Labour market conditions continue to improve
Results from the Labour Force Survey (LFS) released by the ABS yesterday indicate that labour market conditions in South Australia continued to improve in July. The total number of persons employed measured in trend terms rose by 1,091 persons (0.1 per cent) in July, while the number of unemployed persons fell by 912 persons (-1.5 per cent). As a consequence of these movements, the trend unemployment rate fell by 0.1 percentage points to 6.6 per cent in July. Despite the improvement, South Australia’s trend unemployment rate remained well above the corresponding national figure of 5.6 per cent, and the highest of any state or territory.
From first appearance seasonally adjusted data provide an even brighter picture of South Australia’s labour market performance in July. The unemployment rate in seasonally adjusted terms fell by 0.4 percentage points to 6.2 per cent. South Australia’s relative labour market performance was also much improved on a seasonally adjusted basis, with the state’s unemployment rate being lower compared to Tasmania (6.3 per cent) and level with Queensland (6.2 per cent). However, the improvement for South Australia was brought primarily by a decrease in participation with the participation rate falling by 0.2 percentage points to 62.2 per cent. This result is surprising given that the recent improvement in labour market conditions should have encouraged people to stay in the labour force. It could in large part reflect statistical noise as month to month movements in the seasonally adjusted labour market data are quite volatile. This is well demonstrated by Tasmania’s seasonally adjusted unemployment rate which rose by 0.7 percentage points in July! It is for such reasons that we do not give much weight to short-term movements in seasonally adjusted LFS estimates, preferring instead to focus on the trend estimates.
In any event, the improvement in South Australian labour market conditions as indicated by both trend and seasonally adjusted data is consistent with other partial indicators of economic activity that suggest solid demand growth has been maintained in South Australia over recent months.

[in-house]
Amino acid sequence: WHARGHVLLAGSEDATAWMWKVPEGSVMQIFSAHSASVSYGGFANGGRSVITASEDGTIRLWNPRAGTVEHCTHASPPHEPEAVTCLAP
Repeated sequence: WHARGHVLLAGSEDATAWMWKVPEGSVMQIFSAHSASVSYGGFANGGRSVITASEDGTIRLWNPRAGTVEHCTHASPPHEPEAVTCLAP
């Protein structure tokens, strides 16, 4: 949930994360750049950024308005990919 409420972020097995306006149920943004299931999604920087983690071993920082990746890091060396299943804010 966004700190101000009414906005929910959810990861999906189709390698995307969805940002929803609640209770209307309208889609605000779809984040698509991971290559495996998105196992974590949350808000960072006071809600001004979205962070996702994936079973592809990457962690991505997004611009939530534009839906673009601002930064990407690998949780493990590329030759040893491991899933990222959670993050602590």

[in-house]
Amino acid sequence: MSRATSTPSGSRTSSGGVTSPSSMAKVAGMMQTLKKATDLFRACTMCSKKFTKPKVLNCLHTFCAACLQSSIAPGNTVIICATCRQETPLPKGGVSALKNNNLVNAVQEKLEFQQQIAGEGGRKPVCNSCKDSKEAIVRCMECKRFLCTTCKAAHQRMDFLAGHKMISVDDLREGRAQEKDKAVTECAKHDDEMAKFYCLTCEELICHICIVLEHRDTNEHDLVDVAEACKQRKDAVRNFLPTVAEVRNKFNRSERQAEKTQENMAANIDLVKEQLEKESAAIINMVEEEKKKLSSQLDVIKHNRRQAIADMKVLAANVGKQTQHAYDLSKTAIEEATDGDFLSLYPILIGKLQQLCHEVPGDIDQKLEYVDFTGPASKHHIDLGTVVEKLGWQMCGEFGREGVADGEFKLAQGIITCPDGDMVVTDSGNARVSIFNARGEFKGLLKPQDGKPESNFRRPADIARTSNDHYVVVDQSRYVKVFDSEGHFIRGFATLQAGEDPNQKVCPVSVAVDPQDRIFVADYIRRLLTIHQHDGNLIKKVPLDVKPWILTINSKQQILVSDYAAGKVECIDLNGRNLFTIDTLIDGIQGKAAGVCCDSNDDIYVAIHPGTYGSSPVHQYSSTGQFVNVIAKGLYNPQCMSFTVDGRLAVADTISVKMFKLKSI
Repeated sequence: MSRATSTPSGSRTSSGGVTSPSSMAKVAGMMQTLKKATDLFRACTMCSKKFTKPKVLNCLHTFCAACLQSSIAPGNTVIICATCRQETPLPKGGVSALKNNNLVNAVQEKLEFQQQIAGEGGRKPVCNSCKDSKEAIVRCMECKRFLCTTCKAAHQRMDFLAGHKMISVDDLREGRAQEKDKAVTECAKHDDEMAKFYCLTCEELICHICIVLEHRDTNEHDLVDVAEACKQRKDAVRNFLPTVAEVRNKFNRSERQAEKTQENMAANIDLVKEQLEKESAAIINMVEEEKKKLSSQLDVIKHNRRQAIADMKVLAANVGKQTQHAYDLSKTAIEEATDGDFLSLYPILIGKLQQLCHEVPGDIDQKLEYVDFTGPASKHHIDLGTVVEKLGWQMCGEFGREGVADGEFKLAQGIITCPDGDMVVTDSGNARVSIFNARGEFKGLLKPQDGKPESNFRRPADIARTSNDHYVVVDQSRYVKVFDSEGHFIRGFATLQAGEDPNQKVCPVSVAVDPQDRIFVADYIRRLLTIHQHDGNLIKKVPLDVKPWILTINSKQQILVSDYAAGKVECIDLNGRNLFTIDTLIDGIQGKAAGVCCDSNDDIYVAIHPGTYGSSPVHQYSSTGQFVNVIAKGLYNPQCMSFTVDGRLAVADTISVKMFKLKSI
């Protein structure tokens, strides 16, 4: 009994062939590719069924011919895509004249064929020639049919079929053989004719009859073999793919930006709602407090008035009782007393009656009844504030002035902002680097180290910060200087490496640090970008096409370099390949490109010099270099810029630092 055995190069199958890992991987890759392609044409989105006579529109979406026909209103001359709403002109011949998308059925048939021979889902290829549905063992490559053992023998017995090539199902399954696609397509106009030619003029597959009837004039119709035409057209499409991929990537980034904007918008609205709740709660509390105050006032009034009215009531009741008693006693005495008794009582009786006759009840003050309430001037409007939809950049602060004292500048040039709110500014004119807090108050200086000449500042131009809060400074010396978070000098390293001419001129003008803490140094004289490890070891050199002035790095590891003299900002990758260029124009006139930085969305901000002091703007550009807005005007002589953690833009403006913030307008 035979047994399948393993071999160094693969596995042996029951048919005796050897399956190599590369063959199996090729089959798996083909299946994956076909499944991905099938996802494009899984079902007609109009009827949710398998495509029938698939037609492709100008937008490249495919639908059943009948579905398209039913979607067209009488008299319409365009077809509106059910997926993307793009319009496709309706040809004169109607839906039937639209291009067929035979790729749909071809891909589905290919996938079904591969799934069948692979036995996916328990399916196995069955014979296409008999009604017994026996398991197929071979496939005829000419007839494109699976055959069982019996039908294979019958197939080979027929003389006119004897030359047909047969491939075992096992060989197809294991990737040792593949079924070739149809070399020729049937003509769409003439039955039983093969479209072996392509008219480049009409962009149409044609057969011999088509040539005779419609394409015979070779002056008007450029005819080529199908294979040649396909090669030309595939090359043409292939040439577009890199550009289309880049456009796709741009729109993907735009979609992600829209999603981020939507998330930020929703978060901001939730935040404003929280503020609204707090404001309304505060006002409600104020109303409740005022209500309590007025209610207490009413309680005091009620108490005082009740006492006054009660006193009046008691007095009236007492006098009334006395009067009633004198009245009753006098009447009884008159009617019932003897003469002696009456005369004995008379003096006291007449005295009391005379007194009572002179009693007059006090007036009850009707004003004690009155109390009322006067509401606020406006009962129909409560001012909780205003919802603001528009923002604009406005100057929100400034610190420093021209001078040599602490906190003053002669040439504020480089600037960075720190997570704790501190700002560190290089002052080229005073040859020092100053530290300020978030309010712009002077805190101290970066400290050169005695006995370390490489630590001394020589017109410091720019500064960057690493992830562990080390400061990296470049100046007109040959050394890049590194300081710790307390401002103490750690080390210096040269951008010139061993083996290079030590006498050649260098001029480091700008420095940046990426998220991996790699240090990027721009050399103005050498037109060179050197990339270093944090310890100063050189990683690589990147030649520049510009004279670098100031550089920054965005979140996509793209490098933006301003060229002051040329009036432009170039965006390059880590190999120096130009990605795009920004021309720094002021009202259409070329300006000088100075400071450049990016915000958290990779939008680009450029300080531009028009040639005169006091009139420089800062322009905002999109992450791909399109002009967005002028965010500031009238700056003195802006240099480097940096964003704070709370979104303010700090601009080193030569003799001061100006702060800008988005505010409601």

Wages growth remains weak
One area of concern remains ongoing weakness in wages growth. Data from the Wage Price Index released by the ABS yesterday indicates that wages growth remains quite subdued. In original terms, wages in South Australia rose by just 0.2 per cent in the June quarter 2017 to be up 2.1 per cent compared the corresponding period a year earlier. Nationally, wages rose by 0.4 per cent in the June quarter to be 1.9 per cent higher through the year. Wages growth for both South Australia and Australia through the year to June quarter 2017 were at or near their weakest levels as recorded by the WPI (historical data for the WPI stretches back to the late 1990s).
Sales of new motor vehicle sales continue to grow strongly
Latest data on new motor vehicles sales published by the ABS indicates that sales of new motor vehicles in South Australia continue to grow at a solid pace. Sales of new motor vehicles in trend terms rose by 1.2 per cent in July 2017 to be 5.6 per cent higher compared to a year earlier. In comparison, national sales rose by 0.7 per cent in July to be 3.3 per cent higher through the year. Although recent sales of new motor vehicles for South Australia have grown more strongly compared to national sales, they have followed a similar pattern, with sales picking up in 2017 after stagnating in 2016.
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